The pain of a heart being broken: pain experience and use of analgesics by caregivers of patients with Alzheimer’s disease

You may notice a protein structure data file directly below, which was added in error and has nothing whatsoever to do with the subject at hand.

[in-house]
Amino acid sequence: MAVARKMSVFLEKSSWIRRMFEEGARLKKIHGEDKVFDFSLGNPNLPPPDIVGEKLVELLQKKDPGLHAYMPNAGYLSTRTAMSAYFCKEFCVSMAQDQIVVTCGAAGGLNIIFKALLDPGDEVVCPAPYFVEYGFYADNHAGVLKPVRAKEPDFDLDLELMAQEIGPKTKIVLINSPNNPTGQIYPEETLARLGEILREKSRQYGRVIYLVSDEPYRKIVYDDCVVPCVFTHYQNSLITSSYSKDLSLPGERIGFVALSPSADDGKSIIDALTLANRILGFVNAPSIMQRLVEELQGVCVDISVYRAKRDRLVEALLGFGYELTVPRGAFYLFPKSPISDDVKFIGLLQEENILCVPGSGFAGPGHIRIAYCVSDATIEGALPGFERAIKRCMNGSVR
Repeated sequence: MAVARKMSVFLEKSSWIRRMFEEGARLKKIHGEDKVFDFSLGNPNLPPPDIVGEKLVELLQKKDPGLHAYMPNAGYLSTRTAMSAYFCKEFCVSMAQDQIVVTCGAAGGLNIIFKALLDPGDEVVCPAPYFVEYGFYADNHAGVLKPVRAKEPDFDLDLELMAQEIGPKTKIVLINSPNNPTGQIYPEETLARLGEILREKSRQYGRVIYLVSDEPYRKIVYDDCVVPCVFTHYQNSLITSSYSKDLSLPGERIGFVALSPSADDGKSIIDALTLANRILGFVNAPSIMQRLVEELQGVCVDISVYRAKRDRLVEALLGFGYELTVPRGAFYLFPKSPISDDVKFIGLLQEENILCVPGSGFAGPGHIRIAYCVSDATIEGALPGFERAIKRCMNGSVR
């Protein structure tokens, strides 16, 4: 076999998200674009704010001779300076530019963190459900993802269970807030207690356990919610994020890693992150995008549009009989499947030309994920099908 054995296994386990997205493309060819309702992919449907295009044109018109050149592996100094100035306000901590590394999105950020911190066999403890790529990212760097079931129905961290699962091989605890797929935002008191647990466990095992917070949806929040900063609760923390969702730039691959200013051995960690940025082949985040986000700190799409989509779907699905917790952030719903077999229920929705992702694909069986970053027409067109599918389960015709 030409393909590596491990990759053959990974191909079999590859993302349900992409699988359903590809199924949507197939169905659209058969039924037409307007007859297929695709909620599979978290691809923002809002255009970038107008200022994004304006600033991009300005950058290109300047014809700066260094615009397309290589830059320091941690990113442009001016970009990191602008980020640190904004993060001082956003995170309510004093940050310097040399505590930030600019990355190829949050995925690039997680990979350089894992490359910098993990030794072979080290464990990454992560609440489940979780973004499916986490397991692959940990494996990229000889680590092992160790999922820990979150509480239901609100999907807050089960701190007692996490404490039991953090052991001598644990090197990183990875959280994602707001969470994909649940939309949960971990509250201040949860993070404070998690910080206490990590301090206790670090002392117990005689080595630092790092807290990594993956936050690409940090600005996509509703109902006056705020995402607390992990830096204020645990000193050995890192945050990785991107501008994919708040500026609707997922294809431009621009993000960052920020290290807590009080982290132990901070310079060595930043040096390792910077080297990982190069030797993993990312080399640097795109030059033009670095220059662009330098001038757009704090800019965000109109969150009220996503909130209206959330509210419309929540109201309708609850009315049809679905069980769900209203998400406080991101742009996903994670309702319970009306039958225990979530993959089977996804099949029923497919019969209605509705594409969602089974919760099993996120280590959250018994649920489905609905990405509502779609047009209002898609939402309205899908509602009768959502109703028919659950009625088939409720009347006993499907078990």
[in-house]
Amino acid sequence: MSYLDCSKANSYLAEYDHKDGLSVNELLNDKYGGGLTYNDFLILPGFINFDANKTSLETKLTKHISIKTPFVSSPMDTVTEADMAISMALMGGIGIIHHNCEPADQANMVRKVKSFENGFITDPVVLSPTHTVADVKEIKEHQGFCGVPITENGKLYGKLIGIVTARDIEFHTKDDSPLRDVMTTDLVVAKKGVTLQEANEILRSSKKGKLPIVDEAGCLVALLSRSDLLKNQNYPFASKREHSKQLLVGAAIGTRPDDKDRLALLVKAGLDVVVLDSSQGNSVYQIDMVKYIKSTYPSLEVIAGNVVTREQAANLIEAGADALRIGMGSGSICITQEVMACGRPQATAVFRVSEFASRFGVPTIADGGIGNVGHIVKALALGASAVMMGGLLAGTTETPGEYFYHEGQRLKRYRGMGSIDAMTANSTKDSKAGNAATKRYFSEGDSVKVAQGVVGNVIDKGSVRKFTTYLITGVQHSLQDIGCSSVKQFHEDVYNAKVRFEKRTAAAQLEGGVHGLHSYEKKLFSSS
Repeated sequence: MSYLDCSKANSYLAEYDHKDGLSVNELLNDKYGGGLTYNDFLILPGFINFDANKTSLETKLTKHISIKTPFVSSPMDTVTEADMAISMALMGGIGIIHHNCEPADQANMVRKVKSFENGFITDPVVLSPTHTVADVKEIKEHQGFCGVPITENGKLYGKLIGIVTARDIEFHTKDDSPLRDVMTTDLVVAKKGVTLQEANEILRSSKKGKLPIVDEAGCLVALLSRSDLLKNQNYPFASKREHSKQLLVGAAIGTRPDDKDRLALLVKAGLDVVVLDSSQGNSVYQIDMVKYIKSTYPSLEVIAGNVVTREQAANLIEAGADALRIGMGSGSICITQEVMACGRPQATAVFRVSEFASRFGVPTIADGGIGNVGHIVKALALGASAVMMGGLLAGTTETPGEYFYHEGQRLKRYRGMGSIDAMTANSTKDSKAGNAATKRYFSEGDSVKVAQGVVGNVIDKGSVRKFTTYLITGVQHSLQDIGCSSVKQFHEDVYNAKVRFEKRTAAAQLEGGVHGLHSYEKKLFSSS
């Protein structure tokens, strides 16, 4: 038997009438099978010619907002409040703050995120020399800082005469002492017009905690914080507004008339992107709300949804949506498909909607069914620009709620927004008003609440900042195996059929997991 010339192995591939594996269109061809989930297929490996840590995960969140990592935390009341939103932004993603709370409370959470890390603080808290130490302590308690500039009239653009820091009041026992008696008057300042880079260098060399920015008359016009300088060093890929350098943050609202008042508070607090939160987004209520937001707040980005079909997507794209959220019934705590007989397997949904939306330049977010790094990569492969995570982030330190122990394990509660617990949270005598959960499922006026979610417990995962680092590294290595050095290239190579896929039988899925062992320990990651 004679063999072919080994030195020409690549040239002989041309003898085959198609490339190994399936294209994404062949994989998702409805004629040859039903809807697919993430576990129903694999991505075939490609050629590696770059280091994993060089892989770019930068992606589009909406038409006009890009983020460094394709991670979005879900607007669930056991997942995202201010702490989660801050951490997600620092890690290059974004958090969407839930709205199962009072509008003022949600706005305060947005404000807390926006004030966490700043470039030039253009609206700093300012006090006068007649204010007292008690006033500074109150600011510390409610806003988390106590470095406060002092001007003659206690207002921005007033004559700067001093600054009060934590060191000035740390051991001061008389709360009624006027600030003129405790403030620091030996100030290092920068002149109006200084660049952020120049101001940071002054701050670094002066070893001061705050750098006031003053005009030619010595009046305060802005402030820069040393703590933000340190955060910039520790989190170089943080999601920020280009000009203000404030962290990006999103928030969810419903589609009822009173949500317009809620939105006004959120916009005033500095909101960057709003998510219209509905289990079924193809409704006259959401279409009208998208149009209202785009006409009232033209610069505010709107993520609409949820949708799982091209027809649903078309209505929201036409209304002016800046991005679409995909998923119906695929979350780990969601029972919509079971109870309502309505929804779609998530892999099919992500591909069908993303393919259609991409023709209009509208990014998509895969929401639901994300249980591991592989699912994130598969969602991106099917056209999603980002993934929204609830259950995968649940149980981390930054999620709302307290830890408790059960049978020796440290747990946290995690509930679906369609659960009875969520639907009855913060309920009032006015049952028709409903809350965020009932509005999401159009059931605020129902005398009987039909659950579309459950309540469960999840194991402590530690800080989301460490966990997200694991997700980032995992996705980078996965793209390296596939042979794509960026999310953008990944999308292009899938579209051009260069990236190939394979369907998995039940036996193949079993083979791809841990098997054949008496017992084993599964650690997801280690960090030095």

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Abstract Background It has been observed that psychical suffering (e.g. the feeling of losing a significant person) tends to reduce the physical pain tolerance threshold, as well as to increase the subjective sense of painfulness. The purpose of this study was to assess pain sensation among a group of caregivers of patients with Alzheimer’s disease, and to determine the psychological factors (emotional and relational) that contribute to both pain perception and coping with pain via the use of analgesics. Methods The study comprised 127 caregivers of patients with Alzheimer’s disease. Questionnaires were used to elicit pain intensity, strength of emotional relationship between caregiver and patient, sense of painfulness of the loss experienced, depression level, and somatic ailments. Results A large majority (87.4 %) of participants reported pain complaints, while 93 % took analgesics without a doctor’s recommendation at least once a week; 8 % took painkillers daily. The strongest predictors of both perceived pain and tendency to use analgesics were sense of loss and painfulness of loss in relation to the patient’s deteriorating condition. Conclusions The pain experienced by caregivers may be connected to social pain resulting from the experience of losing someone they are close to. Caregivers may resort to excessive use of analgesics as a pain-coping strategy.